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July 27, 2017

Personal Mention

Kathryn Roeder, Ruslan "Russ" Salakhutdinov and Larry Wasserman have received endowed professorships from UPMC to fund work in statistics, artificial intelligence, machine learning and data analytics to help shape the future of health care. The financial support continues nearly three decades of UPMC’s investment in CMU, which includes the Pittsburgh Health Data Alliance, a collaboration between CMU and the University of Pittsburgh that uses data to improve health outcomes and hopes to transform the practice of medicine.

Kathryn RoederRoeder, the UPMC Professor of Statistics and Life Sciences and CMU’s vice provost for faculty, has played a pivotal role in developing the foundations of DNA forensic inference. Her current research focuses on statistical genomics and the genetic base of complex disease, with an emphasis on autism. Recent discoveries by Roeder include developing new statistical tools that identified 65 genes associated with risk for autism spectrum disorder; providing clues about the genetic makeup of the disorder; and determining that although rare mutations can have a big impact on genetic risk for autism, most risk stems from common inherited genetic variants.

Ruslan SalakhutdinovSalakhutdinov, the UPMC Professor of Computer Science, is a leading researcher in deep learning, a branch of machine learning that is transforming artificial intelligence. By mimicking processes used by the brain’s cortex, deep learning has helped computers dramatically improve their ability to understand human speech and language, to identify objects and actions in images and to discover substances that hold promise as pharmaceuticals.

Larry WassermanWasserman, the UPMC Professor of Statistics and Data Sciences in the Dietrich College, researches both theoretical and applied statistics. On the theoretical side, he focuses on the intersection of statistics and machine learning, which is becoming increasingly important in the era of big data as both deal with analyzing data for high-dimensional problems. His work has provided new methods and theory for simultaneously estimating the relationships between large numbers of variables and for finding subtle spatial structure in complex datasets.

Lauren HerckisRichard ScheinesDietrich College Dean Richard Scheines and Simon Initiative Research Scientist Lauren Herckis’ Global Learning Council presentation on "Walking the Talk – Overcoming Barriers to Implementation of Best Practices in TEL for Higher Education" has been making headlines since the late June event. Times Higher Education published "Academics 'Fail to Change Teaching Due to Fear of Looking Stupid,'" which was then picked up by Inside Higher Education, e-Literate and many other blogs and outlets and sparked an intense conversation about why professors do not use TEL tools. To respond to the article, Scheines, Herckis and Joel Smith, distinguished career teaching professor of philosophy, wrote an opinion piece for Times Higher Education, "Failure to Embrace New Teaching Techniques Not Just About Fear of Embarrassment.”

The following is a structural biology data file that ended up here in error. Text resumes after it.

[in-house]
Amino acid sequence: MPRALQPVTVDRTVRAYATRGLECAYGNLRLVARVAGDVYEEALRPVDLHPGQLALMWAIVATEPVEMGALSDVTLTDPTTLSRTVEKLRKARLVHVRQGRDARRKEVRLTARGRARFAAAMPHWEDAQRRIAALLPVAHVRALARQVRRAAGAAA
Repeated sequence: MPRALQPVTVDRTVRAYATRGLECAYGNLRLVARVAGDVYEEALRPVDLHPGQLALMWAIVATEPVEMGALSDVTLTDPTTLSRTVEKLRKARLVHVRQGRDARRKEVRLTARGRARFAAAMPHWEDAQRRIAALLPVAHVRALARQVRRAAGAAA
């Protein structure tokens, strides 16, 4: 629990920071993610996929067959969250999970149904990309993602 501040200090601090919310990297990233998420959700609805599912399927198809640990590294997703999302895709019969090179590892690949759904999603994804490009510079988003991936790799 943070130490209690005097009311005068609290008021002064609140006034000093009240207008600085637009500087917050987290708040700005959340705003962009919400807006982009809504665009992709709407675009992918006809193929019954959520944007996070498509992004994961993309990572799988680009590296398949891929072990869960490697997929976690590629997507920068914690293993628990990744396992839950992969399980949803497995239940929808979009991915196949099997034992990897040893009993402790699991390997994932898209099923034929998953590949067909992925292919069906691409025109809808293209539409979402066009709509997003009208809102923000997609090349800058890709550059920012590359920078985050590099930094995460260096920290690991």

Joe HezirJoseph S. Hezir, the U.S. Department of Energy’s (DOE) former chief financial officer, will join Carnegie Mellon University’s Wilton E. Scott Institute for Energy Innovation as professor of the practice on Aug. 1. Hezir, who earned degrees in chemical engineering and public policy from Carnegie Mellon, will assist the Scott Institute’s leadership team in strategic planning, including developing objectives, strategies and implementation plans. “Joe has a highly successful track record working in government, academia and the private sector,” said Scott Institute Director Jay Whitacre. “His expertise will help position the Scott Institute in a leadership role in areas of high-impact innovation and further foster the Institute’s growth and prominence.” Hezir also will guest lecture throughout campus and assist in developing new policy oriented publications that will enhance the understanding of policymakers and other stakeholders to the value of research and analysis developed at his alma mater. Find out more.

David FowlerObituary: David Fowler

David Fowler, professor of history, emeritus, died July 5 at the age of 92. Before his retirement from CMU in 1996, Fowler taught courses relating to minorities in American history, the American presidency, the development of American society, business history and advertising and the American Constitution. A private ceremony will be held in Pittsburgh, and he will be laid to rest next to his wife, the late CMU English Professor Lois Josephs Fowler. Read his full obituary.